State Troopers head issues apology to Colony High School principal
ANCHORAGE, Alaska (KTUU) - Authorities are apologizing to a Matanuska-Susitna Borough School District principal after she was taken out of her home by troopers.
Col. James Cockrell, commissioner of the Alaska Department of Public Safety, said he has personally apologized to Colony High Principal Mary Fulp after troopers took her in for a mental health evaluation without her consent last Wednesday evening while the incident was livestreamed on her Facebook page.
Cockrell said troopers believed there was a court order requiring them to do so, but the Alaska Court System has since confirmed that no such order was ever issued.
According to Cockrell, family members had been trying to get Fulp, who was named Alaska’s Principal of the Year in 2022, into a mental health facility for an evaluation. Cockrell said troopers responded to Fulp’s residence earlier in the day but determined she didn’t meet the criteria for an involuntary commitment.
“Several hours later we received a 911 call from our dispatch center from the family members saying they had a signed court order to transport her to Mat-Su Regional,” Cockrell said. “Two troopers went there … contacted her, looked at the document, believed that it was a valid document signed by a magistrate or judge, and transported her.”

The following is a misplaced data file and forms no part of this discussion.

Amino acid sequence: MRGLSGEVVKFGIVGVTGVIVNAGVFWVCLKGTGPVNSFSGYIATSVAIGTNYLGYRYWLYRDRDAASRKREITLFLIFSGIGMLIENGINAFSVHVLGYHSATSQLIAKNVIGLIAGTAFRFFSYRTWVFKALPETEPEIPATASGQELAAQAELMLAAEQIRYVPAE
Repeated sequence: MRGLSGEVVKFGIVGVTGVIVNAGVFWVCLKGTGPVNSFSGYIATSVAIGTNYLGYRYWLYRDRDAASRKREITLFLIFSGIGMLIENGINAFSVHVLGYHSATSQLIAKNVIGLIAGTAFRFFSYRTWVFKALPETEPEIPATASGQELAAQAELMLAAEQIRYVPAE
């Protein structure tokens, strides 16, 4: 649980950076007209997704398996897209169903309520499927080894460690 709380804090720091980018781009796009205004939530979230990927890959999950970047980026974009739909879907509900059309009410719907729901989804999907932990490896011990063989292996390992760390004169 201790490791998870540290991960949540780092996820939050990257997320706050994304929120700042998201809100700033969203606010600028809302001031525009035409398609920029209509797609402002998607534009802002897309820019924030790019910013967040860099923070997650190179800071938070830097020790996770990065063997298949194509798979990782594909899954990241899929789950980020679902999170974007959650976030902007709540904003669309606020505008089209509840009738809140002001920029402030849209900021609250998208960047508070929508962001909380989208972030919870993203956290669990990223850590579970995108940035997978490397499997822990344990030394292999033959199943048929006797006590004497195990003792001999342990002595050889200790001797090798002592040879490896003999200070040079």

Cockrell said the troopers acted in good faith and trusted the family that the document was legitimate, however, he said troopers failed to do their duties.
“They should have done their due diligence to ensure that that was a proper and legal document,” he said, adding that the department is taking full responsibility for the mistake.
“As a department, the premier law enforcement department in this state, we have to own up to our mistakes, and this time we are owning up. We made a drastic mistake here and I’ve ordered a review of our policies and procedures to ensure this doesn’t happen again.”
Cockrell said he has personally apologized to Fulp. He characterized her response as “very kind” and said the conversation went well.
When contacted for this story, Fulp said she couldn’t comment on her experience with troopers before running any statements through her legal counsel.
“But when I’m ready to speak, I’m gonna tell all,” she said.
An attorney representing the family put out this statement:
“All five of Mary’s siblings love her and care deeply about her. They have acted together, forthrightly and in good faith, during a difficult time. Their sole concern has been and remains their sister’s well-being. To respect Mary, they have no further comment at present.”
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